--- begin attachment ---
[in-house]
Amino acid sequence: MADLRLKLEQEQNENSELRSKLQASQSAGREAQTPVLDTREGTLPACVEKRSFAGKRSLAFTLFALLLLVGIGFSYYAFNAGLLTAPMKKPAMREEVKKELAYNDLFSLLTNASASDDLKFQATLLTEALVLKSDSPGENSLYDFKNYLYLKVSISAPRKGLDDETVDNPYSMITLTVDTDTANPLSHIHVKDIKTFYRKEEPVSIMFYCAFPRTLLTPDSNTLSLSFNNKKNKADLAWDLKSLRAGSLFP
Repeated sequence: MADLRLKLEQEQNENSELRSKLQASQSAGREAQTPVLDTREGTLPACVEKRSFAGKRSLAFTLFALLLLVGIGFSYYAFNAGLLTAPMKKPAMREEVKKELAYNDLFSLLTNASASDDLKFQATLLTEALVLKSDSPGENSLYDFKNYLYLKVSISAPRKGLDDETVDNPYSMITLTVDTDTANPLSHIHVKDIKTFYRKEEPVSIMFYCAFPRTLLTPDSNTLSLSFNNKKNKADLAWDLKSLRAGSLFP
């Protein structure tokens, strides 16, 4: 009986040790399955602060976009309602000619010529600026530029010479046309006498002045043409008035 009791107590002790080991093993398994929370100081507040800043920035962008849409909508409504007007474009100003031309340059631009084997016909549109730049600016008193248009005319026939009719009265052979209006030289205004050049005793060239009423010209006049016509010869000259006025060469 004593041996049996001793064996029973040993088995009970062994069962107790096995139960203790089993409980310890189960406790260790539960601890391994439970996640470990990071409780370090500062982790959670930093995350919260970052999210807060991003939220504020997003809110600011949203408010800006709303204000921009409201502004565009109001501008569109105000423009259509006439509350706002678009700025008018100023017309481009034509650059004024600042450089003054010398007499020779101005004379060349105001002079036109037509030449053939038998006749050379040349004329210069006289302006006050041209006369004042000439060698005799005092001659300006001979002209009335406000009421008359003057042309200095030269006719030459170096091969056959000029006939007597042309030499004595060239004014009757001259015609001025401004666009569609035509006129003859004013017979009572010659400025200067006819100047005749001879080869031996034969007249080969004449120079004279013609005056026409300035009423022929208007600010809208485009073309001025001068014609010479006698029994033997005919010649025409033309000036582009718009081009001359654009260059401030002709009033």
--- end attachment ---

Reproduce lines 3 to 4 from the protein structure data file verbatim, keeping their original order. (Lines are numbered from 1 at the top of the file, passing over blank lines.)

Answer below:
Repeated sequence: MADLRLKLEQEQNENSELRSKLQASQSAGREAQTPVLDTREGTLPACVEKRSFAGKRSLAFTLFALLLLVGIGFSYYAFNAGLLTAPMKKPAMREEVKKELAYNDLFSLLTNASASDDLKFQATLLTEALVLKSDSPGENSLYDFKNYLYLKVSISAPRKGLDDETVDNPYSMITLTVDTDTANPLSHIHVKDIKTFYRKEEPVSIMFYCAFPRTLLTPDSNTLSLSFNNKKNKADLAWDLKSLRAGSLFP
């Protein structure tokens, strides 16, 4: 009986040790399955602060976009309602000619010529600026530029010479046309006498002045043409008035 009791107590002790080991093993398994929370100081507040800043920035962008849409909508409504007007474009100003031309340059631009084997016909549109730049600016008193248009005319026939009719009265052979209006030289205004050049005793060239009423010209006049016509010869000259006025060469 004593041996049996001793064996029973040993088995009970062994069962107790096995139960203790089993409980310890189960406790260790539960601890391994439970996640470990990071409780370090500062982790959670930093995350919260970052999210807060991003939220504020997003809110600011949203408010800006709303204000921009409201502004565009109001501008569109105000423009259509006439509350706002678009700025008018100023017309481009034509650059004024600042450089003054010398007499020779101005004379060349105001002079036109037509030449053939038998006749050379040349004329210069006289302006006050041209006369004042000439060698005799005092001659300006001979002209009335406000009421008359003057042309200095030269006719030459170096091969056959000029006939007597042309030499004595060239004014009757001259015609001025401004666009569609035509006129003859004013017979009572010659400025200067006819100047005749001879080869031996034969007249080969004449120079004279013609005056026409300035009423022929208007600010809208485009073309001025001068014609010479006698029994033997005919010649025409033309000036582009718009081009001359654009260059401030002709009033």